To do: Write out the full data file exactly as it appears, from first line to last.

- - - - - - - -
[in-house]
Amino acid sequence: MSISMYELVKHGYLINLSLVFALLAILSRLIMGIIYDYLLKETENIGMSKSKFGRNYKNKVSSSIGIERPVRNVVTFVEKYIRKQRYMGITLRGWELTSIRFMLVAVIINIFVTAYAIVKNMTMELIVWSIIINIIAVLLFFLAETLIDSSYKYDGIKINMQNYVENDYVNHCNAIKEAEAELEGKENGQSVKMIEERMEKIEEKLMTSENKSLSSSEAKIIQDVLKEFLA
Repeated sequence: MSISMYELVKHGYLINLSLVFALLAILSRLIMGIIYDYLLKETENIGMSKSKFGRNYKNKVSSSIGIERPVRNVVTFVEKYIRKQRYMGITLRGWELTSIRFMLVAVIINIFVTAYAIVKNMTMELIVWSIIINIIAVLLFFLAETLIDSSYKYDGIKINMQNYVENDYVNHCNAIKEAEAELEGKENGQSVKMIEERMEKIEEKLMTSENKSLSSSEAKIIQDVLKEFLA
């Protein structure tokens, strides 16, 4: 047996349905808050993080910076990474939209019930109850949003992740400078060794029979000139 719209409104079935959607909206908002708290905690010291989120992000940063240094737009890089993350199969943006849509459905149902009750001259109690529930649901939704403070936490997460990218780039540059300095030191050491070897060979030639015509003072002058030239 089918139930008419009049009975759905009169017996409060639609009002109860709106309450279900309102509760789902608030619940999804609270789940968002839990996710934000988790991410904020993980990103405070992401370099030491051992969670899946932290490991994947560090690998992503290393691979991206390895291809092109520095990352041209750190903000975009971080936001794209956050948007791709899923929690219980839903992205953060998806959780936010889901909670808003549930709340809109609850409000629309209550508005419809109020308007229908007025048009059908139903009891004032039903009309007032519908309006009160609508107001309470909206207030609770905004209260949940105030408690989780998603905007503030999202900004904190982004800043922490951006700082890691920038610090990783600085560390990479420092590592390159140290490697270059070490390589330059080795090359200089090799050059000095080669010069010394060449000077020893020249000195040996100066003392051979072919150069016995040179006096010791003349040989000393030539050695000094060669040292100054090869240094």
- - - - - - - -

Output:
[in-house]
Amino acid sequence: MSISMYELVKHGYLINLSLVFALLAILSRLIMGIIYDYLLKETENIGMSKSKFGRNYKNKVSSSIGIERPVRNVVTFVEKYIRKQRYMGITLRGWELTSIRFMLVAVIINIFVTAYAIVKNMTMELIVWSIIINIIAVLLFFLAETLIDSSYKYDGIKINMQNYVENDYVNHCNAIKEAEAELEGKENGQSVKMIEERMEKIEEKLMTSENKSLSSSEAKIIQDVLKEFLA
Repeated sequence: MSISMYELVKHGYLINLSLVFALLAILSRLIMGIIYDYLLKETENIGMSKSKFGRNYKNKVSSSIGIERPVRNVVTFVEKYIRKQRYMGITLRGWELTSIRFMLVAVIINIFVTAYAIVKNMTMELIVWSIIINIIAVLLFFLAETLIDSSYKYDGIKINMQNYVENDYVNHCNAIKEAEAELEGKENGQSVKMIEERMEKIEEKLMTSENKSLSSSEAKIIQDVLKEFLA
């Protein structure tokens, strides 16, 4: 047996349905808050993080910076990474939209019930109850949003992740400078060794029979000139 719209409104079935959607909206908002708290905690010291989120992000940063240094737009890089993350199969943006849509459905149902009750001259109690529930649901939704403070936490997460990218780039540059300095030191050491070897060979030639015509003072002058030239 089918139930008419009049009975759905009169017996409060639609009002109860709106309450279900309102509760789902608030619940999804609270789940968002839990996710934000988790991410904020993980990103405070992401370099030491051992969670899946932290490991994947560090690998992503290393691979991206390895291809092109520095990352041209750190903000975009971080936001794209956050948007791709899923929690219980839903992205953060998806959780936010889901909670808003549930709340809109609850409000629309209550508005419809109020308007229908007025048009059908139903009891004032039903009309007032519908309006009160609508107001309470909206207030609770905004209260949940105030408690989780998603905007503030999202900004904190982004800043922490951006700082890691920038610090990783600085560390990479420092590592390159140290490697270059070490390589330059080795090359200089090799050059000095080669010069010394060449000077020893020249000195040996100066003392051979072919150069016995040179006096010791003349040989000393030539050695000094060669040292100054090869240094």